All

rational numbers fall into two categories,

terminating and

repeating. Terminating decimals are those said to have a definite last digit, such as -10, 2.5 or 1.793. Repeating decimals have a digit or series of digits that repeats

*ad infinitum*, and include 0.673333... and 2.142857142857....

Although repeating decimals can be expressed in the ellipsis notation that I just used, there are easier ways. One such way is to put a vinculum bar over the repeating digits. Thus, 0.67333... and 2.142857... become

_ ______
0.673 and 2.142857

respectively. Another involves placing a dot over the first and last digits in the sequence. Using this format, the same two examples become:

. . .
0.673 and 2.142857

In spoken English, the decimal would be called "two point one four two eight five seven repeating." Or, of course, you could just write out the fraction.

To find the fraction, follow these steps:

- Subtract the decimal's integral part. (Thus, 2.142857 repeating becomes 0.142857 repeating.) We will call this number
`n`.
- Multiply
`n` by a power of ten until the difference between `n` and it is a terminating decimal. This number can be expressed as a multiple of `n`. (In the example above, we would have 142,857.142857 repeating = 1,000,000`n`.)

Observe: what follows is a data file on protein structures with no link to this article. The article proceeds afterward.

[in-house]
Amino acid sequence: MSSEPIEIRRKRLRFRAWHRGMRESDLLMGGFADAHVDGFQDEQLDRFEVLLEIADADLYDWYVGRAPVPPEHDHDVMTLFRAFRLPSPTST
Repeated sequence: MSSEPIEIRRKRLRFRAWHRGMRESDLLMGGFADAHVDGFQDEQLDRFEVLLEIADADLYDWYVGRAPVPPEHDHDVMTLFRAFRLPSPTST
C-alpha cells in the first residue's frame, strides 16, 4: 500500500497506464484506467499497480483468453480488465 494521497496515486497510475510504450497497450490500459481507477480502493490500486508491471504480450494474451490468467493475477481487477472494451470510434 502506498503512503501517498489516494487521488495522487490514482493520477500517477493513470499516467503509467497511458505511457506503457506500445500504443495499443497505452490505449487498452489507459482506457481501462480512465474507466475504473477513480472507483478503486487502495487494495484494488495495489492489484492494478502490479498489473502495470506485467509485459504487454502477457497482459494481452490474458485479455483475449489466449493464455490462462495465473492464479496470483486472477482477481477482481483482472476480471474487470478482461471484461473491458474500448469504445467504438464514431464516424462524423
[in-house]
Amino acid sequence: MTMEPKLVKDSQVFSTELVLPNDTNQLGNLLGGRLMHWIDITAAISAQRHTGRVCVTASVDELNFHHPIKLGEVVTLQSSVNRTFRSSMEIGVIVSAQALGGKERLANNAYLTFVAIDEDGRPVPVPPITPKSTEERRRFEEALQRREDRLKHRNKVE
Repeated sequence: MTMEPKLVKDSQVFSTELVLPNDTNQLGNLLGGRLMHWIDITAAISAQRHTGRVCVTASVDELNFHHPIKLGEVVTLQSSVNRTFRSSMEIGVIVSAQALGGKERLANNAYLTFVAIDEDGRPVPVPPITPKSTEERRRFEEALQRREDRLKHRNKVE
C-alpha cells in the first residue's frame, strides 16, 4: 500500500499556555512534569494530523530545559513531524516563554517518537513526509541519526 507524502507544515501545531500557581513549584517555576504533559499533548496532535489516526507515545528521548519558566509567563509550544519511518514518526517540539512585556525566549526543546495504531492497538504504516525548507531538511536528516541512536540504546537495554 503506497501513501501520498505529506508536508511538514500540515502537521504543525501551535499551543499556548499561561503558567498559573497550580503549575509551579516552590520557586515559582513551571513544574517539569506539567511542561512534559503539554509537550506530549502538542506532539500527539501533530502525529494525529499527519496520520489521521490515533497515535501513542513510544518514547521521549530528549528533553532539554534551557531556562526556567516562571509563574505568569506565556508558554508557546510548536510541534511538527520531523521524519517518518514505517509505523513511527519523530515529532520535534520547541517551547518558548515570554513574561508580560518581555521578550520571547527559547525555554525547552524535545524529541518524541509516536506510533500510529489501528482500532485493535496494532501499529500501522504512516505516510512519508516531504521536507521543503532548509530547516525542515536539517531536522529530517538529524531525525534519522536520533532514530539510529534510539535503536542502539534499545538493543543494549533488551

- Subtract the two values to get a number equal to a multiple of
`n`. (We now have 142,857 = 999,999`n`.)
- Now divide to find the value of
`n`. (In the example, `n` = 142,857/999,999 = 1/7.)
- Finally, add the integer you subtracted at the beginning. The decimal can be expressed as a fraction or mixed number. (We now have 2+1/7 or 15/7 as our final answer.)

What makes a decimal repeating? A decimal is repeating when the denominator of its simplest fractional form cannot be decomposed into 2's and 5's; it is terminating, in other words, if its denominator is a factor of a power of ten. Thus, 387/1000 is terminating, but 2801/3600 is not. Of course (as N-Wing reminds me), in other bases than decimal, an `n`-mal will terminate with a denominator which is a factor of a power of `n`. Thus, a bimal will only terminate with a denominator which is a power of 2

But be warned! All terminating decimals can be expressed as a repeating decimal: even benign 2.5 can become 2.5000000... or 2.4999999.... While this may seem surprising, it is quite true and even useful—Cantor himself used it to show that the real numbers are uncountable.